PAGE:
In summary, the decision provides a clearer framework for assessing claims for rectification in cases of common mistake, and it emphasises the importance of good faith and mutual intentions in contractual agreements. Overall, the decision signifies a correction in favour of fidelity to the express words of contracts and a higher threshold for allowing corrections based on ambiguity or common sense.
Back to blog
UOL Case Bank

UOL Case Bank

Upon joining, you become a valuable UOL student and gain instant access to over 2,100 case summaries. UOL Case Bank is constantly expanding. Speed up your revision with us now.

Subscribe Now

Where are our students from?

Yale University
Council of Europe
Baker Mckenzie 
University of Chicago
Columbia University
New York University
University of Michigan 
INSEAD
University College London (UCL)
London School of Economics (LSE)
King’s College London (KCL)
University of London
University of Manchester
University of Zurich
University of York
Brandeis University
University of Exeter
University of Sheffield
Boston University
University of Washington
University of Leeds
University of Law
Royal Holloway, University of London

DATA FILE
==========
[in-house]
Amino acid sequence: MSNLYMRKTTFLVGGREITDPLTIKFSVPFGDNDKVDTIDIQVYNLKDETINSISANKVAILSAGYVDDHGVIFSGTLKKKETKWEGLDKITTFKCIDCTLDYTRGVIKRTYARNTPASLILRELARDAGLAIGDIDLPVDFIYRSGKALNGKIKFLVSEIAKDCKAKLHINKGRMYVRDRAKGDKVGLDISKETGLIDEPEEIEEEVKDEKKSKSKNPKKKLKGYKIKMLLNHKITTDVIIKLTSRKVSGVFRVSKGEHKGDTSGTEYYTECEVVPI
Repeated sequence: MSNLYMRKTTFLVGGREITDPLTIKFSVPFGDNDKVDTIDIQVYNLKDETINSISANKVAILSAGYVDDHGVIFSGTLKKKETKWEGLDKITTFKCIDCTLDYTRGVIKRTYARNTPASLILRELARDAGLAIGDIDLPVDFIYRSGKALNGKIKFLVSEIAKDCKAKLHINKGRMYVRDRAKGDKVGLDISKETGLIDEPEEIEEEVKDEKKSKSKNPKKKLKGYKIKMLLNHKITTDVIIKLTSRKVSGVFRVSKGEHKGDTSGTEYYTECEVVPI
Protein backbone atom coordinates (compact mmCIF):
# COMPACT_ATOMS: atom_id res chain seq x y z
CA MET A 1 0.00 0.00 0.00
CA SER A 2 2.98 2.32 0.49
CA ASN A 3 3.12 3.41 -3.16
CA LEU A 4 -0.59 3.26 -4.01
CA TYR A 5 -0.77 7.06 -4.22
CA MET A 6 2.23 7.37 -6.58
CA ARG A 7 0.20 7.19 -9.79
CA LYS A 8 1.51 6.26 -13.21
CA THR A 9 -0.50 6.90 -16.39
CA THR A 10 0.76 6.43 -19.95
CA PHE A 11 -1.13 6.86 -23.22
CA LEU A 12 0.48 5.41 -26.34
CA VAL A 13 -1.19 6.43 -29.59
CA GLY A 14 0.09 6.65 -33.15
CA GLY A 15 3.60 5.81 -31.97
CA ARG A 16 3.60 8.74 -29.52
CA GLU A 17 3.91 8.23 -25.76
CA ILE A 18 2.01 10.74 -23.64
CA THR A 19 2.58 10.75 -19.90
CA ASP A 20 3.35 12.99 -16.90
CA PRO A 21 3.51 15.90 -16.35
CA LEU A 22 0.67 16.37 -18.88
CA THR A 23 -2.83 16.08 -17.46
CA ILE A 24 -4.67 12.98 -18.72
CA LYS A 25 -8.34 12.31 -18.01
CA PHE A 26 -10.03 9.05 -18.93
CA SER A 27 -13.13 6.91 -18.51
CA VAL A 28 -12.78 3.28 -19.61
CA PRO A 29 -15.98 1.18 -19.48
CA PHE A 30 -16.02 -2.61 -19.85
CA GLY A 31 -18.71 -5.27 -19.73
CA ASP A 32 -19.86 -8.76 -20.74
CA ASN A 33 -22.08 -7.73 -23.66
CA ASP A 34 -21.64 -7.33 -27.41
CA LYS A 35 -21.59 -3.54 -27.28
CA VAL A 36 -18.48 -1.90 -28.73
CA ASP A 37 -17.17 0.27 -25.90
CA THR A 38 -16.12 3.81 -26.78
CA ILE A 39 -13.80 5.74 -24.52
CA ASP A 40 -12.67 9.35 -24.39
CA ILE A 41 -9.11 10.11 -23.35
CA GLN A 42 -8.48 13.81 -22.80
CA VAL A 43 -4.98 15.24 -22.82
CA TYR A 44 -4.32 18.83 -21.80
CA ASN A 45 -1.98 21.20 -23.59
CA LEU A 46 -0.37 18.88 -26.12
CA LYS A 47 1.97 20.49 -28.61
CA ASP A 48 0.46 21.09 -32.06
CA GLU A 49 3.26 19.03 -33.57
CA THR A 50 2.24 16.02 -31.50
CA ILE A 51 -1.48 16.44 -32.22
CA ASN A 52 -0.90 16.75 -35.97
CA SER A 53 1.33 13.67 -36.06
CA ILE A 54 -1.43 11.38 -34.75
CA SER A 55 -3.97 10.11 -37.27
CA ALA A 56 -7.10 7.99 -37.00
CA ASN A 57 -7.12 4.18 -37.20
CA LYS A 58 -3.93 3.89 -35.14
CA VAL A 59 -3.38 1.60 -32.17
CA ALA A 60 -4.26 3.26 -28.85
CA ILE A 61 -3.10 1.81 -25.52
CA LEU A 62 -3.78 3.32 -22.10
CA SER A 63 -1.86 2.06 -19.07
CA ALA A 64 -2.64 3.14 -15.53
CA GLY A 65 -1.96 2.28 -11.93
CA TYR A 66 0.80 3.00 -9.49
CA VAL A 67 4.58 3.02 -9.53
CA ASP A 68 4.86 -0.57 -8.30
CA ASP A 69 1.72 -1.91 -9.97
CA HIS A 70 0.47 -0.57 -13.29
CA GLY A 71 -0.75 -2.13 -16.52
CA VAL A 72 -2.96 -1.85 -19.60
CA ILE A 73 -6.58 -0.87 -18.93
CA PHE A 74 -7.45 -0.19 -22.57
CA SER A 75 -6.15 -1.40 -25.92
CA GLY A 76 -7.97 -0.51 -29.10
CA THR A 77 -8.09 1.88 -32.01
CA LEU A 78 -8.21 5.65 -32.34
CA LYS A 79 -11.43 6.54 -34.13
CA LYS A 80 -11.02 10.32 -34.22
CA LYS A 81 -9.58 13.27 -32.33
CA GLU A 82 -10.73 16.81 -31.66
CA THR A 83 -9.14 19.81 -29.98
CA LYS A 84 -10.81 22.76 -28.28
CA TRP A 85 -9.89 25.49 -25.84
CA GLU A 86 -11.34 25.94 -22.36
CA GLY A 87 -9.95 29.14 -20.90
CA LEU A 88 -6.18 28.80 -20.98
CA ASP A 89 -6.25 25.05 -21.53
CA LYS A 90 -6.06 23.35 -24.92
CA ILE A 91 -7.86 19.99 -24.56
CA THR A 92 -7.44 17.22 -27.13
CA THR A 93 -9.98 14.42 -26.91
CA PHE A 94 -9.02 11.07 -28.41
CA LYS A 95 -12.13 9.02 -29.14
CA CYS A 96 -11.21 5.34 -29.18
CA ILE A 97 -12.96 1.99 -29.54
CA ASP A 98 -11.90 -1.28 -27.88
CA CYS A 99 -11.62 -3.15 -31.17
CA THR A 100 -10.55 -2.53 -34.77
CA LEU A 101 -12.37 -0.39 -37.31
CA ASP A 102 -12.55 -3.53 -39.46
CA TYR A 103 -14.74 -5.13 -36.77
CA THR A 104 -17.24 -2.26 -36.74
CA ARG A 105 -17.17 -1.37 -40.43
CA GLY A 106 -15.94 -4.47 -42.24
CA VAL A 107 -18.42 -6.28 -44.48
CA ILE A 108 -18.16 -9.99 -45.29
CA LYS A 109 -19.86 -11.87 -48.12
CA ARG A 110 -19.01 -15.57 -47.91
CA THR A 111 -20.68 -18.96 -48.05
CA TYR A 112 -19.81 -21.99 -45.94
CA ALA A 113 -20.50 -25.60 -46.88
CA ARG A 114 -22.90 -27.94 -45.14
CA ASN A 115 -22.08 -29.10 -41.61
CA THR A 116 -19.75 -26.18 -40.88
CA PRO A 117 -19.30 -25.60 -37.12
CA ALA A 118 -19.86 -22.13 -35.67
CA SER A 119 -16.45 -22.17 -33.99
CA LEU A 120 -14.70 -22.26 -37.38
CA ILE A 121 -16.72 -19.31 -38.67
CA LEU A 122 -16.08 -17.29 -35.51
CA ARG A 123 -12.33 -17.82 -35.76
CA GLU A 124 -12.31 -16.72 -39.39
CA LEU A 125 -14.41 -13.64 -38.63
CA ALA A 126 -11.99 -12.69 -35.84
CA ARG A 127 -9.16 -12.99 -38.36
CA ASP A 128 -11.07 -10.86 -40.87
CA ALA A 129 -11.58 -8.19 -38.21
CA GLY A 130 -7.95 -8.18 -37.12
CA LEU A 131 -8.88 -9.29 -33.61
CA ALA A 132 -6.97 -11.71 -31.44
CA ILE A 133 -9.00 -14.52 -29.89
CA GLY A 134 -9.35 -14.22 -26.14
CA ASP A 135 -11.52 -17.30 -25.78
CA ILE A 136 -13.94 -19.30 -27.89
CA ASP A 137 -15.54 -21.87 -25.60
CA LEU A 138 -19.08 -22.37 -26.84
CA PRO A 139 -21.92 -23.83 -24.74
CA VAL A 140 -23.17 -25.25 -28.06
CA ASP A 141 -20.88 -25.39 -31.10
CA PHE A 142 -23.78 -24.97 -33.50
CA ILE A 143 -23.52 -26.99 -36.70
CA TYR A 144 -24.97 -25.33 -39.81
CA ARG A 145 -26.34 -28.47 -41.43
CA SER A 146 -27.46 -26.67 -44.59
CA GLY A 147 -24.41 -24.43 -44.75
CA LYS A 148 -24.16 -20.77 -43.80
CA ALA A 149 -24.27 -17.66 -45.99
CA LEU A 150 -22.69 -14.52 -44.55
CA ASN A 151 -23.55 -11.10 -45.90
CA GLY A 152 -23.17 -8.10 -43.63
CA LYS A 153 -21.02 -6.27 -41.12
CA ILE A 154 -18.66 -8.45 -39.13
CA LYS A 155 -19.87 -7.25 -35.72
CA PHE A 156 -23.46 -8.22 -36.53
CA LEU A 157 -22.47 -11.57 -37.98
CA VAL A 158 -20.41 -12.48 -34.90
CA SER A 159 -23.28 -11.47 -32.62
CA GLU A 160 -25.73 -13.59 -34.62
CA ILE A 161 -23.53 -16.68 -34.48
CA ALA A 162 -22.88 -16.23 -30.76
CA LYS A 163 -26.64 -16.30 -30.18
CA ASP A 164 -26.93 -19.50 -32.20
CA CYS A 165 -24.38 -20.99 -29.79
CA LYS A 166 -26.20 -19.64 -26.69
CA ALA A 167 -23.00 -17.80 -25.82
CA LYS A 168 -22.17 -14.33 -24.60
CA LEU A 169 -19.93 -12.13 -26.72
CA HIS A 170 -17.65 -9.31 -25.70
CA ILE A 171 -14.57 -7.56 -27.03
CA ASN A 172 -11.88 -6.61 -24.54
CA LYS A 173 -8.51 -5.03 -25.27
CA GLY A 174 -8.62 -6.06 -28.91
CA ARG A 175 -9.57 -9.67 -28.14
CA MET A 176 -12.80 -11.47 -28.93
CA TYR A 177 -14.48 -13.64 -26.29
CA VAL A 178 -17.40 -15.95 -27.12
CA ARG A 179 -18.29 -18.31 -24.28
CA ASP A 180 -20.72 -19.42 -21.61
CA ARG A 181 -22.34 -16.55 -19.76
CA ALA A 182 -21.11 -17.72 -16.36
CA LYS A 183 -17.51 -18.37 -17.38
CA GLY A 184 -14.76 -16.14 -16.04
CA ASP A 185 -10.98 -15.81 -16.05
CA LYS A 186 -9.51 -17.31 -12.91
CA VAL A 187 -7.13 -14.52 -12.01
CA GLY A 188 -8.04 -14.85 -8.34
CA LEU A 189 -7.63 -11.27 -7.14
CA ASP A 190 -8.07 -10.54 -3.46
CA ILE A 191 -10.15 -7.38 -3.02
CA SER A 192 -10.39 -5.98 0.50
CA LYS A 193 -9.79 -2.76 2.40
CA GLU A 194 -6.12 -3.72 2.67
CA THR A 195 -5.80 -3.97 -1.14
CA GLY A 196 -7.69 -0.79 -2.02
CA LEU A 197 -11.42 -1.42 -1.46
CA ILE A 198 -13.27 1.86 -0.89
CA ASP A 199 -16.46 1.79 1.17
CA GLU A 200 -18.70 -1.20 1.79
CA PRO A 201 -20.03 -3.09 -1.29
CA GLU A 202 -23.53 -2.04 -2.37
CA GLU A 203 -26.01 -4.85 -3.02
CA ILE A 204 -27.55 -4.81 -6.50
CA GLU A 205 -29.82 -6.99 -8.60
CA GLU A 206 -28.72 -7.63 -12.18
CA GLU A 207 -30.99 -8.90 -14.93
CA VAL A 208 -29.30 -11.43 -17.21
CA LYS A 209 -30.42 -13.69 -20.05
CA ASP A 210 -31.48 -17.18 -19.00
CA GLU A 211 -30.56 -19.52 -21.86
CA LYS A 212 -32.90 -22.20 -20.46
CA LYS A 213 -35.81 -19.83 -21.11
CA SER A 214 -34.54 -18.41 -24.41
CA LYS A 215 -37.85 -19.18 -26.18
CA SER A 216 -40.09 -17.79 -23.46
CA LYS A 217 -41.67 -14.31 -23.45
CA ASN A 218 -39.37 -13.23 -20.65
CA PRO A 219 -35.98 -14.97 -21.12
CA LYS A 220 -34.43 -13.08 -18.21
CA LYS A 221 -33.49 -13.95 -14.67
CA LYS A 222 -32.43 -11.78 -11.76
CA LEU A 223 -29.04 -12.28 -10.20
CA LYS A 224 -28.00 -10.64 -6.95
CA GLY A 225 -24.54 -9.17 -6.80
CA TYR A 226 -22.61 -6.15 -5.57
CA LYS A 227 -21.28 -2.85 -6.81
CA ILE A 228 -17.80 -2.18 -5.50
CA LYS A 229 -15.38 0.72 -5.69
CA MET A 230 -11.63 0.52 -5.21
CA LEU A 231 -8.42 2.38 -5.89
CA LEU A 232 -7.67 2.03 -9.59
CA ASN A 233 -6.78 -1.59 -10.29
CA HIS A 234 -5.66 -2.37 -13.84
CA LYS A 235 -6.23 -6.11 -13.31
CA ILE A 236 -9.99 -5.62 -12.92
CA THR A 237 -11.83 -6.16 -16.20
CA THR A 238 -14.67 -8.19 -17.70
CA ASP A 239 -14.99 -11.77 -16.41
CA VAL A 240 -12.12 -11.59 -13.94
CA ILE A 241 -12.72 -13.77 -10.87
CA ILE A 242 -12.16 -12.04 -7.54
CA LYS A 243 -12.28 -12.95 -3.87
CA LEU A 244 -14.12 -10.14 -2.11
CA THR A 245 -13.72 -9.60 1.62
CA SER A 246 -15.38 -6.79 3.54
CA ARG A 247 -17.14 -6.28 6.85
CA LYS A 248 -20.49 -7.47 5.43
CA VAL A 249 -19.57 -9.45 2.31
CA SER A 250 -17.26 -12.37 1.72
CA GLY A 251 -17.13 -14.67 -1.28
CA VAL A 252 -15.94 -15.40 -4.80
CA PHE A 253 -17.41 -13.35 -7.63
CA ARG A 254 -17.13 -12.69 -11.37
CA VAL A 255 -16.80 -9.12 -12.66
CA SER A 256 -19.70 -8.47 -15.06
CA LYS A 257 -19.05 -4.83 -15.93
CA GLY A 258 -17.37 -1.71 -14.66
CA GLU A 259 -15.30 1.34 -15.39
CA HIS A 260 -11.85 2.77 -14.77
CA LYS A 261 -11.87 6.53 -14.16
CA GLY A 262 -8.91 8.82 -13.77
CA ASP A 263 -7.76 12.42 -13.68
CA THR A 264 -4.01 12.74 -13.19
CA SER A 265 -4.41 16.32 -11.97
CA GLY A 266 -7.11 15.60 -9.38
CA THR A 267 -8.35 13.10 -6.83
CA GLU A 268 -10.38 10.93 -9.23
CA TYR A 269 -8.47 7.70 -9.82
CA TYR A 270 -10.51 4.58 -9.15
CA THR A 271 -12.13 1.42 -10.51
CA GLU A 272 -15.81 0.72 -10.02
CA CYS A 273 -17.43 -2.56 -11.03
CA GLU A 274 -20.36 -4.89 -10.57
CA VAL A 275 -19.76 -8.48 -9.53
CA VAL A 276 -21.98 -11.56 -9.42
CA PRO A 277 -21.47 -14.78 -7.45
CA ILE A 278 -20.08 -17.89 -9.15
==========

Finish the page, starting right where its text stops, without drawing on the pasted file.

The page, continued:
Birkbeck, University of London
SOAS, University of London
University of Kent
University of Hull
Queen’s University Belfast
Toronto Metropolitan University
Hong Kong University of Science and Technology
University of Buckingham

  • Criminal Practice

    Diagrams and Charts

    Our carefully designed diagrams and charts will guide you through complex legal issues.

  • Criminal Law

    Clear and Succinct Definitions

    Key concepts are concisely defined to help you understand legal topics quickly.

  • Property Law

    Statutory Provisions

    Statutory provisions are provided side by side with legal concepts to help you swiftly locate the relevant legislation.

  • Public Law

    Case Summaries

    We have summarised important cases for you so that you don't need to read long and boring cases.

  • Evidence

    Rules and Exceptions

    Rules and exceptions are clearly listed so that you know when a rule applies and when it doesn't.

  • Company Law

    Terminology

    Legal terms and key concepts are explained at the beginning of each chapter to help you learn efficiently.

  • Case Law

    Case law is provided side by side with legal concepts so that you know how legal principles and precedents were established.

  • Law Exam Guide

    Law Essay Guide

    You will learn essential law exam skills and essay writing techniques that are not taught in class.

  • Law Exam Guide

    Problem Question Guide

    We will show you how to answer problem questions step by step to achieve first-class results.

  • Conflict of Laws

    Structured Explanations

    Complex legal concepts are broken down into concise and digestible bullet point explanations.

  • Legal System and Method

    Legal Research

    You will learn legal research techniques with our study guide and become a proficient legal researcher.

  • Jurisprudence and Legal Theory

    Exam-focused

    All essential concepts, principles, and case law are included so that you can answer exam questions quickly.